The federal government’s plan to introduce standardised contracts for IP deals between universities and businesses by the end of the year has been cautiously welcomed by the higher education sector, the Opposition and CSIRO.
But there are doubts it will bring about the change needed to unlock commercialisation and will push universities to “commoditise” researchers’ work for much needed revenue.
Education minister Alan Tudge, who was handed the portfolio late last year, has put the foot down on research commercialisation, openly doubting Australian universities’ contribution to society is commensurate to the billions of dollars in public funding they receive.
The government appointed Jeff Connolly, Chairman and chief executive of Siemens Australia and New Zealand to lead an advisory group for the government’s $5.8 million scoping study of Australian research commercialisation.
A consultation paper for the latest solution – a Higher Education Research Commercialisation (HERC) IP framework – was released on Tuesday
The HERC IP framework include processes for commercialisation activities and decision points as well as standardised, legally binding agreements.
The agreements cover things like collaborative research, licence agreements, material transfer, copyright licences and non-disclosure agreements between universities and businesses.
Under the proposed framework, the complexity and commercial value of a deal will determine how strictly standardised agreements will be used.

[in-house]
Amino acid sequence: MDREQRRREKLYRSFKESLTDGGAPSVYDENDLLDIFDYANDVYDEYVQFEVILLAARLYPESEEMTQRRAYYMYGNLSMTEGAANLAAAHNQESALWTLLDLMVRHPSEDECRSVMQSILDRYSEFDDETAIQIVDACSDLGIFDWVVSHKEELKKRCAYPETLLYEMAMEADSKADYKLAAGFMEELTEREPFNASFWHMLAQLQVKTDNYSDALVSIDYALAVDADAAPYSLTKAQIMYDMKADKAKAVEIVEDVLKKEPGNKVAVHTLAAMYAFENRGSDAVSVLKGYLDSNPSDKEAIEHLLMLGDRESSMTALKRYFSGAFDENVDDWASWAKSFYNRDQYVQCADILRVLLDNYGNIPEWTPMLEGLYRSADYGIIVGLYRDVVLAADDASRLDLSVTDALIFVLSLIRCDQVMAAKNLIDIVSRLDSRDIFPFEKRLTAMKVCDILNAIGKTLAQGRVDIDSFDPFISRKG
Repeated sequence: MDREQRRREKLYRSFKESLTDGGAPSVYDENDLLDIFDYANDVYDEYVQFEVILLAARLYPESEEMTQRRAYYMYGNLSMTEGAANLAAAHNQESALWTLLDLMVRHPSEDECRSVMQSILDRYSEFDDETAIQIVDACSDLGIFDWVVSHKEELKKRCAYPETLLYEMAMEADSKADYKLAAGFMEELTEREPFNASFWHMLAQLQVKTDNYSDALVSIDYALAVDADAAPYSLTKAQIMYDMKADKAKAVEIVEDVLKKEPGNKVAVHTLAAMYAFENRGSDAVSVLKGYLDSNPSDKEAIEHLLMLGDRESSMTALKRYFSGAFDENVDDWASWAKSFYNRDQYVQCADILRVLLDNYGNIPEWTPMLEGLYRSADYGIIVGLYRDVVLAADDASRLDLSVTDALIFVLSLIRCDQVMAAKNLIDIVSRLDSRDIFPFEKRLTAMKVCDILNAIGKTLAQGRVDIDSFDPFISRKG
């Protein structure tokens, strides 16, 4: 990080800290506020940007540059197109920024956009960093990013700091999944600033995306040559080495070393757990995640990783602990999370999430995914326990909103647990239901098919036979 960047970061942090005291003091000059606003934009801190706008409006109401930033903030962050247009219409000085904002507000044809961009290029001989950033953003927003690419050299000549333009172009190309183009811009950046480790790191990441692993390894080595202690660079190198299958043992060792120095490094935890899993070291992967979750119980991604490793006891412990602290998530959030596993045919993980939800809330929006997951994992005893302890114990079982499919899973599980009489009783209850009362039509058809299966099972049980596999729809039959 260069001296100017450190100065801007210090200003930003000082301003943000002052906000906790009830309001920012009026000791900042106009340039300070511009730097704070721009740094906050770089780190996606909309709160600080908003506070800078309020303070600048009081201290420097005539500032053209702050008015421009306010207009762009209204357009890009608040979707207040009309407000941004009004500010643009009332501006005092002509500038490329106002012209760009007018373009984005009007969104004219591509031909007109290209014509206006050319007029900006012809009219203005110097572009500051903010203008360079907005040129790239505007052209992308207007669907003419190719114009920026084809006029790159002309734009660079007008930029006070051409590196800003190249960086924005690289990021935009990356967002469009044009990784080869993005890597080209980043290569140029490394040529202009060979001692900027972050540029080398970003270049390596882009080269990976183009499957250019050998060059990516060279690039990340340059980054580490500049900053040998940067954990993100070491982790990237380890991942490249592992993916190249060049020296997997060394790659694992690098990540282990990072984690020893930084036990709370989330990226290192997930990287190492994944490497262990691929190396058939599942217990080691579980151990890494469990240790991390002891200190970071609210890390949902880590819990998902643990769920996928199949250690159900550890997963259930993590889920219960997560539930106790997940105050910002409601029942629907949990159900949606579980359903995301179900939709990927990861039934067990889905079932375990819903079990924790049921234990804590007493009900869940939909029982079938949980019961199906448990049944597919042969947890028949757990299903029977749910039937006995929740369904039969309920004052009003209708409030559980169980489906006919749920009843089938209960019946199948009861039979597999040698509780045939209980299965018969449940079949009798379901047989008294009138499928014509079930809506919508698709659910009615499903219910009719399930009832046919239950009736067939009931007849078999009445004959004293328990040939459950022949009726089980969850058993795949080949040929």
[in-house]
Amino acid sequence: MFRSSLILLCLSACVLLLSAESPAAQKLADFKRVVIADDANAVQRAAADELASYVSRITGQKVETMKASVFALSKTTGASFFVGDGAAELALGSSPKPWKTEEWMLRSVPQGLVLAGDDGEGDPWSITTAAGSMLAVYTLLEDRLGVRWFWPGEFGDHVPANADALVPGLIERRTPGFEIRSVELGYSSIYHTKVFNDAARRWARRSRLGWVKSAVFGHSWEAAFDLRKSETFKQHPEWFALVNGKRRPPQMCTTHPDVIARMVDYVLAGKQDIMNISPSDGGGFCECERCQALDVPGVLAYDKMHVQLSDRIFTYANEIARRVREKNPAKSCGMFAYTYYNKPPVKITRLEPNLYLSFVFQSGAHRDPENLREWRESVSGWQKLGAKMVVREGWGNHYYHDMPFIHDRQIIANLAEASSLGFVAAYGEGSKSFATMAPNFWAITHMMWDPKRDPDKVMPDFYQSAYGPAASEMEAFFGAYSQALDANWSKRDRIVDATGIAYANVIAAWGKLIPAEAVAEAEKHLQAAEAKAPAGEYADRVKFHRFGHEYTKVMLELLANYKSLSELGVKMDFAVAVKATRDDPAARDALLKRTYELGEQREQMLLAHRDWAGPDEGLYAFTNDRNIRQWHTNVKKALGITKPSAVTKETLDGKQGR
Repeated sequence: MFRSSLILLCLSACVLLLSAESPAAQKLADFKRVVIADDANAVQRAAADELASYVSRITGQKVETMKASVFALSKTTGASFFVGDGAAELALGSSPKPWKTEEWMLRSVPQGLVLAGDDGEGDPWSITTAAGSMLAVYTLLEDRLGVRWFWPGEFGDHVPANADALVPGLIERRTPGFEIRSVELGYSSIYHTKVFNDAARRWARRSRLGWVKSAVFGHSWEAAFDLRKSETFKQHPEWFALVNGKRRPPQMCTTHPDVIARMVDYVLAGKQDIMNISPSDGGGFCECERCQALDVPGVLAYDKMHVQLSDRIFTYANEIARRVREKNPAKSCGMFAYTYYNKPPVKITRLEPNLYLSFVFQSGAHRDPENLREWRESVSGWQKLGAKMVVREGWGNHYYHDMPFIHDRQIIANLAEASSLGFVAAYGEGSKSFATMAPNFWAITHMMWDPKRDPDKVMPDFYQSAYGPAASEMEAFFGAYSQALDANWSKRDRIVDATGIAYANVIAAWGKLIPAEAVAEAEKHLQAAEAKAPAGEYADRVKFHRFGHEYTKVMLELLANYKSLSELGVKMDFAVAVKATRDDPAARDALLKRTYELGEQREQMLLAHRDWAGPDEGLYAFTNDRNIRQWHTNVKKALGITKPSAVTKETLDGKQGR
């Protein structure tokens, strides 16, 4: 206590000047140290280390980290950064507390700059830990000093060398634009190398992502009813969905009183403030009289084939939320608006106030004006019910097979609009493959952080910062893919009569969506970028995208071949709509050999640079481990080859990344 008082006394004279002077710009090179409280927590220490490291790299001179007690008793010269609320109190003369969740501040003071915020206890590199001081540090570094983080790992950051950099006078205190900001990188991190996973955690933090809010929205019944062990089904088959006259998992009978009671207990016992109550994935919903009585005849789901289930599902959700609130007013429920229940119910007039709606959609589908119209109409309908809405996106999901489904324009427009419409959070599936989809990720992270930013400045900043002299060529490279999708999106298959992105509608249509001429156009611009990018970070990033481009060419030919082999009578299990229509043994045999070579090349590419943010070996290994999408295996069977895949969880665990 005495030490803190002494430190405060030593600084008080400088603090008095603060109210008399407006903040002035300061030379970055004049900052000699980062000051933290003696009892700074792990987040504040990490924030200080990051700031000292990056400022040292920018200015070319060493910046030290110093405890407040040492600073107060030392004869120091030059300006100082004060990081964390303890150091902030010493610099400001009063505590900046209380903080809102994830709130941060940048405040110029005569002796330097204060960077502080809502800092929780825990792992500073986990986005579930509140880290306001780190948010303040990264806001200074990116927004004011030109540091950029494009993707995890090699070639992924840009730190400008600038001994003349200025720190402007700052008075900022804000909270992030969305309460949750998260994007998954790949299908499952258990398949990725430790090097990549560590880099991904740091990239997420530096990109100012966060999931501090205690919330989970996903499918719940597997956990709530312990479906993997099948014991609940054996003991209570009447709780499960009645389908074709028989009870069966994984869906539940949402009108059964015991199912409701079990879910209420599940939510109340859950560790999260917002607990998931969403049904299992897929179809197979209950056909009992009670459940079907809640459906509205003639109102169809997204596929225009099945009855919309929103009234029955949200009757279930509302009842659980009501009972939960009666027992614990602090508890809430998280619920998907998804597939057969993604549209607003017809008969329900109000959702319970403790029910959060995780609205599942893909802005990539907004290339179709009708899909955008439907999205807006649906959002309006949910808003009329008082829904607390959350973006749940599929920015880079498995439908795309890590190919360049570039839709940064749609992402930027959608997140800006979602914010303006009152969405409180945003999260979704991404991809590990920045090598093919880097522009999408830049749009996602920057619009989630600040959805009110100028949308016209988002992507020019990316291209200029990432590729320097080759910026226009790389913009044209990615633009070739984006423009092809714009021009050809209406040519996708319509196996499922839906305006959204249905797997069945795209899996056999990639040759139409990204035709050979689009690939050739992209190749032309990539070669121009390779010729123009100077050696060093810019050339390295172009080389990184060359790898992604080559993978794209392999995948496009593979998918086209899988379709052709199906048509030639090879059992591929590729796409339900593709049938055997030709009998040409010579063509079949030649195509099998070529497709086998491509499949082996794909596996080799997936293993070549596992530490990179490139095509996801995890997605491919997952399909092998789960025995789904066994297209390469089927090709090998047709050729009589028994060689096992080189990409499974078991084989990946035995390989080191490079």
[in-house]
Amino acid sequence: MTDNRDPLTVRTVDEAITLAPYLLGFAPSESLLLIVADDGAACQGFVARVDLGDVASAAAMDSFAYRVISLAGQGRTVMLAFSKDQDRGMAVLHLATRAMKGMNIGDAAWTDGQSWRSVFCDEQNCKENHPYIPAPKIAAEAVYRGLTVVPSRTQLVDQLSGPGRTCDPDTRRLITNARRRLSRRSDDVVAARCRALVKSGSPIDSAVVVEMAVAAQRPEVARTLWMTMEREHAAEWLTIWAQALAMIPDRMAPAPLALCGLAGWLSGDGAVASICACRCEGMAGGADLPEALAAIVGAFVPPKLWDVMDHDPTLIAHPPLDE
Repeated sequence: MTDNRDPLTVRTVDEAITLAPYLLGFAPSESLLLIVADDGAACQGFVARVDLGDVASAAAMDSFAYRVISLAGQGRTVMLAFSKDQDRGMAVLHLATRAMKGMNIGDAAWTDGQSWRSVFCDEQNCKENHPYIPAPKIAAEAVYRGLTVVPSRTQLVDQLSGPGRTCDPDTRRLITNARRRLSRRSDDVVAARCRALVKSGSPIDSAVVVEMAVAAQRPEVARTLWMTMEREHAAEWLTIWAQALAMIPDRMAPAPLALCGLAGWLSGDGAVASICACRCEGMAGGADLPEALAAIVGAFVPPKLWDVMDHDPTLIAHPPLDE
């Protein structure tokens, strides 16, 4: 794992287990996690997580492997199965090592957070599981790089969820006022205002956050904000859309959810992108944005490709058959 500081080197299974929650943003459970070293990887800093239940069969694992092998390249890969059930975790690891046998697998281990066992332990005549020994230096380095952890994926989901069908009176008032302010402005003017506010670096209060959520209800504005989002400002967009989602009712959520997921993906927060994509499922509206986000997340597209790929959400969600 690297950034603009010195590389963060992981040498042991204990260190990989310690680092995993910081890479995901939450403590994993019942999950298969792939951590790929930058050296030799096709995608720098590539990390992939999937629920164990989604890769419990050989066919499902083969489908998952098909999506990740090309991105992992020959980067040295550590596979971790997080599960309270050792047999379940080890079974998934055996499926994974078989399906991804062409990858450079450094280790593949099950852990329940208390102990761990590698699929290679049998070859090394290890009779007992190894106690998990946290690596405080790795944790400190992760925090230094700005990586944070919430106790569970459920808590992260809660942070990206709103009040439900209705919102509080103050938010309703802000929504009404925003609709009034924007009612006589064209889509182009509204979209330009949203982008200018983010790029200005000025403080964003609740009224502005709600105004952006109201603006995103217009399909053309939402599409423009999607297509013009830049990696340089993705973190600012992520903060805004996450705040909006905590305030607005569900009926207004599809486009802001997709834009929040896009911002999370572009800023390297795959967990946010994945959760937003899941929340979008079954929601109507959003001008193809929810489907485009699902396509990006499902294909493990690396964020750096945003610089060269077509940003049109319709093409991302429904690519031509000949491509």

Mr Tudge said the standardised contracts remove “friction” from IP negotiations between universities and businesses.
“We want our researchers and universities to be rewarded for their discoveries, and ensure collaborating partners have certainty to back their investment,” Mr Tudge said.
University of Sydney Quantum Control Laboratory director and Q-CTRL founder Michael Biercuk said anything that cuts down barriers to implementing agreements with a university is welcome, but the government’s IP framework “misses the point” about research commercialisation.
“Anytime that we try to commoditise research, to commoditise academics, to commoditise the scientific process or technical development, we remove the one thing that is essential in the process. That is the role of the individual as a founder or the individual as a person who’s going to take the technology to market,” Professor Biercuk told InnovationAus.com.
“Companies [or] investors generally do not want to buy from a menu of IP rights. Investors want to invest in a team that’s going to commercialise their own research. And so from top to bottom, the entire [HERC IP framework] process is inverted.
“It completely excludes the founders – the people who are going to drive the innovation process, and reduces them into a commodity that goes on a list that the university is then supposed to go and derive revenue from.”
Professor Biercuk added negotiations may actually slow down because at the same time the framework is being introduced, the federal government is incentivising universities to derive more revenue from IP, which could lead to them setting “extremely challenging terms” for partners, particularly smaller ones.
Under the planned framework, deals under $100,000 will require standardised agreements, with little room to adjust terms. Complex agreements above $100,000 or involving multiple parties would allow more flexibility in the use of standard agreements.
The rigidity of the smaller agreements will harm the smaller businesses looking to engage with a university, according to the Q-Ctrl founder, who said he doubts their needs will be adequately addressed in the upcoming consultation.
This risks locking out smaller, more innovative companies from research commercialisation and perpetuates the current system favouring large incumbent businesses which typically engage in higher value commercialisation projects and would still have flexibility in agreements under the new framework, Professor Biercuk said.